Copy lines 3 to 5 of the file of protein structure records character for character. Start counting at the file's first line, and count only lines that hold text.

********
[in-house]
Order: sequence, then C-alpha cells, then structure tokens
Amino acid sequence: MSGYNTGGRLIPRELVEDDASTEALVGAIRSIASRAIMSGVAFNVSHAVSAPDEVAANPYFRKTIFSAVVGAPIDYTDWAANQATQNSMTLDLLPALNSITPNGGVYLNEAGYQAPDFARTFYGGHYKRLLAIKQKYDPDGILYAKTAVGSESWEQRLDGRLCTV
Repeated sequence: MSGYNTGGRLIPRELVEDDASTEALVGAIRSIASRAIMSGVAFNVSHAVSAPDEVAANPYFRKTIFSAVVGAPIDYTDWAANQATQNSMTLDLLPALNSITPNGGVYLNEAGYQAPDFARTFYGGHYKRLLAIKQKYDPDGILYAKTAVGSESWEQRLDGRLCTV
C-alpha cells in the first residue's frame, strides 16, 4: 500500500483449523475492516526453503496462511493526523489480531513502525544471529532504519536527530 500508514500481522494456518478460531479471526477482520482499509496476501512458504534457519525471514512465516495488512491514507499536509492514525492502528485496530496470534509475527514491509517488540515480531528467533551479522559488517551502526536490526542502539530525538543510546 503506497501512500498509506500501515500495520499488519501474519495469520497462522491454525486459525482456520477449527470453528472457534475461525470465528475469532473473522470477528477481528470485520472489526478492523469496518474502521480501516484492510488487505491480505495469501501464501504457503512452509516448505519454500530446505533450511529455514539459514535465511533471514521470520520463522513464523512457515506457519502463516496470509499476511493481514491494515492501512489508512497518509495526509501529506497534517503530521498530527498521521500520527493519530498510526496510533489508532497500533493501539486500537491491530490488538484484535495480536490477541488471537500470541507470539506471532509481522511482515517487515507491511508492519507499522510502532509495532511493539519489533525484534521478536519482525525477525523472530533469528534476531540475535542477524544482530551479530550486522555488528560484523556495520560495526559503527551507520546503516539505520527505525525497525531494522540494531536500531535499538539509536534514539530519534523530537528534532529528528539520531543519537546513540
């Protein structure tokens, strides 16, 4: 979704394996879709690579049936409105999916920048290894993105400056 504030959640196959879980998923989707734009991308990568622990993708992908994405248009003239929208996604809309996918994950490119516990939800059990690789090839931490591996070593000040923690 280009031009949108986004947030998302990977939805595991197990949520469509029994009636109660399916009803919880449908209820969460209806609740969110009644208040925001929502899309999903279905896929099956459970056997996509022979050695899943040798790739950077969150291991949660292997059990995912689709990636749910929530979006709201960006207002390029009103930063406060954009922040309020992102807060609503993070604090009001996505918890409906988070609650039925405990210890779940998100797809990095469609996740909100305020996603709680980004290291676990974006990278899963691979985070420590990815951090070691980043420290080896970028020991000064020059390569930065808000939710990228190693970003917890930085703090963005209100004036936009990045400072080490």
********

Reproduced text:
Amino acid sequence: MSGYNTGGRLIPRELVEDDASTEALVGAIRSIASRAIMSGVAFNVSHAVSAPDEVAANPYFRKTIFSAVVGAPIDYTDWAANQATQNSMTLDLLPALNSITPNGGVYLNEAGYQAPDFARTFYGGHYKRLLAIKQKYDPDGILYAKTAVGSESWEQRLDGRLCTV
Repeated sequence: MSGYNTGGRLIPRELVEDDASTEALVGAIRSIASRAIMSGVAFNVSHAVSAPDEVAANPYFRKTIFSAVVGAPIDYTDWAANQATQNSMTLDLLPALNSITPNGGVYLNEAGYQAPDFARTFYGGHYKRLLAIKQKYDPDGILYAKTAVGSESWEQRLDGRLCTV
C-alpha cells in the first residue's frame, strides 16, 4: 500500500483449523475492516526453503496462511493526523489480531513502525544471529532504519536527530 500508514500481522494456518478460531479471526477482520482499509496476501512458504534457519525471514512465516495488512491514507499536509492514525492502528485496530496470534509475527514491509517488540515480531528467533551479522559488517551502526536490526542502539530525538543510546 503506497501512500498509506500501515500495520499488519501474519495469520497462522491454525486459525482456520477449527470453528472457534475461525470465528475469532473473522470477528477481528470485520472489526478492523469496518474502521480501516484492510488487505491480505495469501501464501504457503512452509516448505519454500530446505533450511529455514539459514535465511533471514521470520520463522513464523512457515506457519502463516496470509499476511493481514491494515492501512489508512497518509495526509501529506497534517503530521498530527498521521500520527493519530498510526496510533489508532497500533493501539486500537491491530490488538484484535495480536490477541488471537500470541507470539506471532509481522511482515517487515507491511508492519507499522510502532509495532511493539519489533525484534521478536519482525525477525523472530533469528534476531540475535542477524544482530551479530550486522555488528560484523556495520560495526559503527551507520546503516539505520527505525525497525531494522540494531536500531535499538539509536534514539530519534523530537528534532529528528539520531543519537546513540